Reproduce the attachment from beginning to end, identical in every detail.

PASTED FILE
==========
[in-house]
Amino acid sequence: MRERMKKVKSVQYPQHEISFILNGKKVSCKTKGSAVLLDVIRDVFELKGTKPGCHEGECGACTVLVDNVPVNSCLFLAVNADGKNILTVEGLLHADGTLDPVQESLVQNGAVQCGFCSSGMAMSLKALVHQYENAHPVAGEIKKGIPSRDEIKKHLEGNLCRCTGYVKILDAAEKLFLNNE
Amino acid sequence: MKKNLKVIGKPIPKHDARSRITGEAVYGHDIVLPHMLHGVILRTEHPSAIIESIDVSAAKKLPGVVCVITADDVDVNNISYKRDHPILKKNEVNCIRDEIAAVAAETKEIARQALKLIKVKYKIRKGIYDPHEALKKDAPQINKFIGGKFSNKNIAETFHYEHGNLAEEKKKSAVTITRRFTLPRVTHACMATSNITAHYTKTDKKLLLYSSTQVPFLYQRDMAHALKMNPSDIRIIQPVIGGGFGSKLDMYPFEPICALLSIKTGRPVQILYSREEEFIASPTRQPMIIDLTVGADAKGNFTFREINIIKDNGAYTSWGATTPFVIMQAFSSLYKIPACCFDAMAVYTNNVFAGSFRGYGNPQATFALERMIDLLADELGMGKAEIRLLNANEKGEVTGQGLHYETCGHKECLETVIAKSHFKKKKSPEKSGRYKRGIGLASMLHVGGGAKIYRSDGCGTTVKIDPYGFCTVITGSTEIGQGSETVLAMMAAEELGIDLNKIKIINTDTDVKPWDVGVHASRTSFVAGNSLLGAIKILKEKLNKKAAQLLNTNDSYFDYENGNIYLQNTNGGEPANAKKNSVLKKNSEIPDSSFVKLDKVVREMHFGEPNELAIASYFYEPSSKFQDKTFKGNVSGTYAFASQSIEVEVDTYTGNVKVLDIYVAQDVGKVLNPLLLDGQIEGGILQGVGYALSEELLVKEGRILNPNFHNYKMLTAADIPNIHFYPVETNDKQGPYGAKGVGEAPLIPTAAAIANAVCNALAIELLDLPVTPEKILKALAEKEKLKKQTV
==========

[in-house]
Amino acid sequence: MRERMKKVKSVQYPQHEISFILNGKKVSCKTKGSAVLLDVIRDVFELKGTKPGCHEGECGACTVLVDNVPVNSCLFLAVNADGKNILTVEGLLHADGTLDPVQESLVQNGAVQCGFCSSGMAMSLKALVHQYENAHPVAGEIKKGIPSRDEIKKHLEGNLCRCTGYVKILDAAEKLFLNNE
Amino acid sequence: MKKNLKVIGKPIPKHDARSRITGEAVYGHDIVLPHMLHGVILRTEHPSAIIESIDVSAAKKLPGVVCVITADDVDVNNISYKRDHPILKKNEVNCIRDEIAAVAAETKEIARQALKLIKVKYKIRKGIYDPHEALKKDAPQINKFIGGKFSNKNIAETFHYEHGNLAEEKKKSAVTITRRFTLPRVTHACMATSNITAHYTKTDKKLLLYSSTQVPFLYQRDMAHALKMNPSDIRIIQPVIGGGFGSKLDMYPFEPICALLSIKTGRPVQILYSREEEFIASPTRQPMIIDLTVGADAKGNFTFREINIIKDNGAYTSWGATTPFVIMQAFSSLYKIPACCFDAMAVYTNNVFAGSFRGYGNPQATFALERMIDLLADELGMGKAEIRLLNANEKGEVTGQGLHYETCGHKECLETVIAKSHFKKKKSPEKSGRYKRGIGLASMLHVGGGAKIYRSDGCGTTVKIDPYGFCTVITGSTEIGQGSETVLAMMAAEELGIDLNKIKIINTDTDVKPWDVGVHASRTSFVAGNSLLGAIKILKEKLNKKAAQLLNTNDSYFDYENGNIYLQNTNGGEPANAKKNSVLKKNSEIPDSSFVKLDKVVREMHFGEPNELAIASYFYEPSSKFQDKTFKGNVSGTYAFASQSIEVEVDTYTGNVKVLDIYVAQDVGKVLNPLLLDGQIEGGILQGVGYALSEELLVKEGRILNPNFHNYKMLTAADIPNIHFYPVETNDKQGPYGAKGVGEAPLIPTAAAIANAVCNALAIELLDLPVTPEKILKALAEKEKLKKQTV